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N5035K accident description

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Tail numberN5035K
Accident dateJuly 28, 1993
Aircraft typeBellanca 8KCAB
LocationElk Springs, CO
Additional details: None

NTSB description

HISTORY OF FLIGHT

On July 28, 1993, at approximately 1930 mountain daylight time, a Bellanca 8KCAB, N5035K, impacted mountainous terrain following loss of conrol approximately 14 miles west of Elk Springs, Colorado. The commercial pilot and commercial pilot rated passenger received fatal injuries and the aircraft was destroyed.

The flight originated from a private airstrip one half mile east of the accident site about 15 minutes prior to the accident. Visual meteorological conditions prevailed for this personal flight and no flight plan was filed.

The flight was video taped by a family member and the accident sequence was recorded. The ground witnesses could not see the impact due to terrain masking and the wreckage was not located until the next morning.

According to information provided on the video tape, the aircraft owner was occupying the rear seat, and the pilot-rated passenger was occupying the front seat. The tape showed the aircraft departing to the west from the private airstrip. The tape then depicted the aircraft in a left turning maneuver approximately one half mile off the end of the airstrip. The turning maneuver progressed to inverted flight. The aircraft then entered a right hand turn spin from approximately 1,000 feet above ground level. At approximately 100 feet above the horizon, the spin turns appeared to decrease and the aircraft disappeared from sight.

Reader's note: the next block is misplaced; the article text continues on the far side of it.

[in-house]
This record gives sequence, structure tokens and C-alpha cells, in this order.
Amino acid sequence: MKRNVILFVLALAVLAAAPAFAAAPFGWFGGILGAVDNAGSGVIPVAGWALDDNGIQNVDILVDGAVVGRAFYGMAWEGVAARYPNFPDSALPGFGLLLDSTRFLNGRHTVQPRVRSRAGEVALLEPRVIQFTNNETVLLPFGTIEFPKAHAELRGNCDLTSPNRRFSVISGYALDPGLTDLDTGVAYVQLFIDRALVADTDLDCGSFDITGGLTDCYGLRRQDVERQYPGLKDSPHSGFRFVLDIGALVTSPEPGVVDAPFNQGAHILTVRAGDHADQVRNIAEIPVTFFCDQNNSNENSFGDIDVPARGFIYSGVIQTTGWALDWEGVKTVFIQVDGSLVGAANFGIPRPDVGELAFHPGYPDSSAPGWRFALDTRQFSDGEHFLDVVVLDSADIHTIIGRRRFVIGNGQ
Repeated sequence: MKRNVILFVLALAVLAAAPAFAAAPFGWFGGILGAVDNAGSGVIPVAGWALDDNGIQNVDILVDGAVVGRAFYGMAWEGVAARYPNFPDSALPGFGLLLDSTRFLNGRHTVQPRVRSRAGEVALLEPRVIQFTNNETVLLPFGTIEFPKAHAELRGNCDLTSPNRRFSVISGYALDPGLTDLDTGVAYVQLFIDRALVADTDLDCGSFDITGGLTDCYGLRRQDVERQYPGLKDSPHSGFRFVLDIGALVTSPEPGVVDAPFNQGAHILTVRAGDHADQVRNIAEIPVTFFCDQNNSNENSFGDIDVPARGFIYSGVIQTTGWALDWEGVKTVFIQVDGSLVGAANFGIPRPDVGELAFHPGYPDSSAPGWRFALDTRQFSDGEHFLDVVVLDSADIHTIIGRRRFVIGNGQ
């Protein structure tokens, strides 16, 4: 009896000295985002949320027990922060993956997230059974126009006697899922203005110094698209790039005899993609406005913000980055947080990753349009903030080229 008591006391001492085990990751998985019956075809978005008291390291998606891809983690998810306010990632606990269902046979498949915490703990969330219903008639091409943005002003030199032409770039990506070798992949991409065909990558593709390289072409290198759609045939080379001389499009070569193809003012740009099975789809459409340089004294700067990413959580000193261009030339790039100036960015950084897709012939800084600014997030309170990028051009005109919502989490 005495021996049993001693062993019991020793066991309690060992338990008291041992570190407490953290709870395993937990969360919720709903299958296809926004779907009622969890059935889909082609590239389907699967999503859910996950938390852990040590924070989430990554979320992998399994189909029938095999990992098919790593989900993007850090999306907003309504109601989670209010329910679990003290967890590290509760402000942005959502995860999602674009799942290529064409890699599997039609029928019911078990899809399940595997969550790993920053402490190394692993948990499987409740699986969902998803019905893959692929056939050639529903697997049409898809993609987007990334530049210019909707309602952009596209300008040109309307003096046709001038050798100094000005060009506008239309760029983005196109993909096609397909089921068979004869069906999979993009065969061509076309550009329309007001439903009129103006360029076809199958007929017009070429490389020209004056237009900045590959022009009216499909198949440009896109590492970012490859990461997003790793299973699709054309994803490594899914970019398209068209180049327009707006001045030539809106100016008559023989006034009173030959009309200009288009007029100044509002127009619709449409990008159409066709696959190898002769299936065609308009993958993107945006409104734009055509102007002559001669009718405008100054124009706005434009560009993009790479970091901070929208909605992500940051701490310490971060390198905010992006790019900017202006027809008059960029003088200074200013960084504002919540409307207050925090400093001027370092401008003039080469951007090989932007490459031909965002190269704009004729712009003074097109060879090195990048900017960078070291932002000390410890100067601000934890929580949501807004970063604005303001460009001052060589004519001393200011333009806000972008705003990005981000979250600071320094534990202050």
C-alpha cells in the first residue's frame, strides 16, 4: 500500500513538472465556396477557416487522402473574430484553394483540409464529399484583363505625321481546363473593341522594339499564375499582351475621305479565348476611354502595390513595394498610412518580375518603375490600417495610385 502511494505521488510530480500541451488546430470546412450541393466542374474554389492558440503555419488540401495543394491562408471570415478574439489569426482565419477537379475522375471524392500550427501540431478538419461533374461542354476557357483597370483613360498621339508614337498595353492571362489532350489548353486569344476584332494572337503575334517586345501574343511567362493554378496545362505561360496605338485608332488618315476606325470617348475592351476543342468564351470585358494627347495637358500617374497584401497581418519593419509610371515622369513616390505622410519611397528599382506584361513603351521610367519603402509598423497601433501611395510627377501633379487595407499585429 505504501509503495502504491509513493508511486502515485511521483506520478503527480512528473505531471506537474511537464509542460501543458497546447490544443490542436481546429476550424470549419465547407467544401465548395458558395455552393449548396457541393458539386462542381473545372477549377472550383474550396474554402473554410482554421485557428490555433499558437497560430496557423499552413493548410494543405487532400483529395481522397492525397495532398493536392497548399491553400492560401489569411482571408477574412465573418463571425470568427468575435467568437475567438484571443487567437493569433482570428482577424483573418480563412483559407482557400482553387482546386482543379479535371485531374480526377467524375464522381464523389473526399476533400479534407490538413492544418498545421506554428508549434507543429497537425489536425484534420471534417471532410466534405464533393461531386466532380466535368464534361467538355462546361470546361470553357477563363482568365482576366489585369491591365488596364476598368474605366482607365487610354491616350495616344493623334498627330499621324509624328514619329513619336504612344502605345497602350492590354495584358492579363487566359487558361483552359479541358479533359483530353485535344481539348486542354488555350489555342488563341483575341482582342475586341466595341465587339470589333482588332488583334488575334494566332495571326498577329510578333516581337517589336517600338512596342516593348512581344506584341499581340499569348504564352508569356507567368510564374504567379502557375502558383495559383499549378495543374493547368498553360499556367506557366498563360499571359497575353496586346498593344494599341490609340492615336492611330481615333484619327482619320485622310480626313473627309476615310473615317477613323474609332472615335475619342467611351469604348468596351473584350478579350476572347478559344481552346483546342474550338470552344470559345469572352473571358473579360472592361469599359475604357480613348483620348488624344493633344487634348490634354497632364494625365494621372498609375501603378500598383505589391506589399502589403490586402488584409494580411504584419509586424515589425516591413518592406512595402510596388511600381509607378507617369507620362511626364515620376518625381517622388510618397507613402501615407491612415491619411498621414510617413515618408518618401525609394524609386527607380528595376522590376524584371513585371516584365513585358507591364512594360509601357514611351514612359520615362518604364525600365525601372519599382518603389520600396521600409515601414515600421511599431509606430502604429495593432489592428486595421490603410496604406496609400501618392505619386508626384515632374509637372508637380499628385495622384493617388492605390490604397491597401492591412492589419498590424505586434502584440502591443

PERSONNEL INFORMATION

The owner was occupying the rear seat and held an acrobatic endorsement. No evidence was found that the pilot occupying the front seat had received any acrobatic training. Both stations had flight controls and it could not be determined which pilot was flying the aircraft at the time of the accident.

WRECKAGE AND IMPACT INFORMATION

The accident site was on the side of a hill approximately one half mile off the west end of the airstrip and approximately 200 feet higher than the end of the runway. The area was covered with cedar and small pine trees. The wreckage was contained in an area approximately 50 X 50 feet and all components were within that area with the wreckage oriented with the nose to the east.

Attached is a wreckage diagram and photographs of the wreckage. These depict the wreckage distribution and damage.

TESTS AND RESEARCH

The Chicago, Illinois, FAA Aircraft Certification Office asked the Investigator In Charge to examine the wings. Examination provided no evidence of any spar deterioration.

ADDITIONAL DATA/INFORMATION

Toxicology results are attached and according to laboratory technicians, the substances found were due to post-accident events.

The wreckage was released to Mr. Dennis Jason, Jason and Associates. No parts were retained.

(c) 2009-2011 Lee C. Baker. For informational purposes only.